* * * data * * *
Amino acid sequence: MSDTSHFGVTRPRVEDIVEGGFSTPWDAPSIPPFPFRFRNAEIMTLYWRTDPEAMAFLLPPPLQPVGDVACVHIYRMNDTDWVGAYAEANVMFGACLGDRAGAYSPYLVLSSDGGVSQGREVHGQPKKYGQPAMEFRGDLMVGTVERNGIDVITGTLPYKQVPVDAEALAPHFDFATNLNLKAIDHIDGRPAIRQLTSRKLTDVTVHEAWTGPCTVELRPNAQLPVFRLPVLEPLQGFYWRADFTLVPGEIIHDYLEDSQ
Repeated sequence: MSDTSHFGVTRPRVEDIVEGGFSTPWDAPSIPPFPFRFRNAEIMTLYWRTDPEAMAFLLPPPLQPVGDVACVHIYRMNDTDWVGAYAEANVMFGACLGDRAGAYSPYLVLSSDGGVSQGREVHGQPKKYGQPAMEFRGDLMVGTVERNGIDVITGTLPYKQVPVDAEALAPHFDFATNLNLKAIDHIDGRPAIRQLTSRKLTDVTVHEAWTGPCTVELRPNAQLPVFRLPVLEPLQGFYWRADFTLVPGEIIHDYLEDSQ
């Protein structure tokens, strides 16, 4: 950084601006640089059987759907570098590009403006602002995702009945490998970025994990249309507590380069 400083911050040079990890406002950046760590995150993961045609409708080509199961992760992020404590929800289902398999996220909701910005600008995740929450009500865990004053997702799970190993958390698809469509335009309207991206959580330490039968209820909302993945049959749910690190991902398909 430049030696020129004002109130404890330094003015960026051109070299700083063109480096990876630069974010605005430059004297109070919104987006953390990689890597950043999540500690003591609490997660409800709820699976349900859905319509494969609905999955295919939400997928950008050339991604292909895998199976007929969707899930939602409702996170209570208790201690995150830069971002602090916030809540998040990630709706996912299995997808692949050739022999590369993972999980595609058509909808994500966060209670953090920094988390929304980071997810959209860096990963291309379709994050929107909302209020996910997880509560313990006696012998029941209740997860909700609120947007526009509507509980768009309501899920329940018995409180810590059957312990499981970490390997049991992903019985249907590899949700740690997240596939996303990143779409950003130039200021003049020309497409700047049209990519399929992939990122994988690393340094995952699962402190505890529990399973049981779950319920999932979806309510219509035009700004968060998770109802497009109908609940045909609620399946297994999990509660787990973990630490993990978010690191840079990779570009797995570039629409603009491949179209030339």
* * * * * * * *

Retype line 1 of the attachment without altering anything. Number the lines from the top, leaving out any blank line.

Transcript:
Amino acid sequence: MSDTSHFGVTRPRVEDIVEGGFSTPWDAPSIPPFPFRFRNAEIMTLYWRTDPEAMAFLLPPPLQPVGDVACVHIYRMNDTDWVGAYAEANVMFGACLGDRAGAYSPYLVLSSDGGVSQGREVHGQPKKYGQPAMEFRGDLMVGTVERNGIDVITGTLPYKQVPVDAEALAPHFDFATNLNLKAIDHIDGRPAIRQLTSRKLTDVTVHEAWTGPCTVELRPNAQLPVFRLPVLEPLQGFYWRADFTLVPGEIIHDYLEDSQ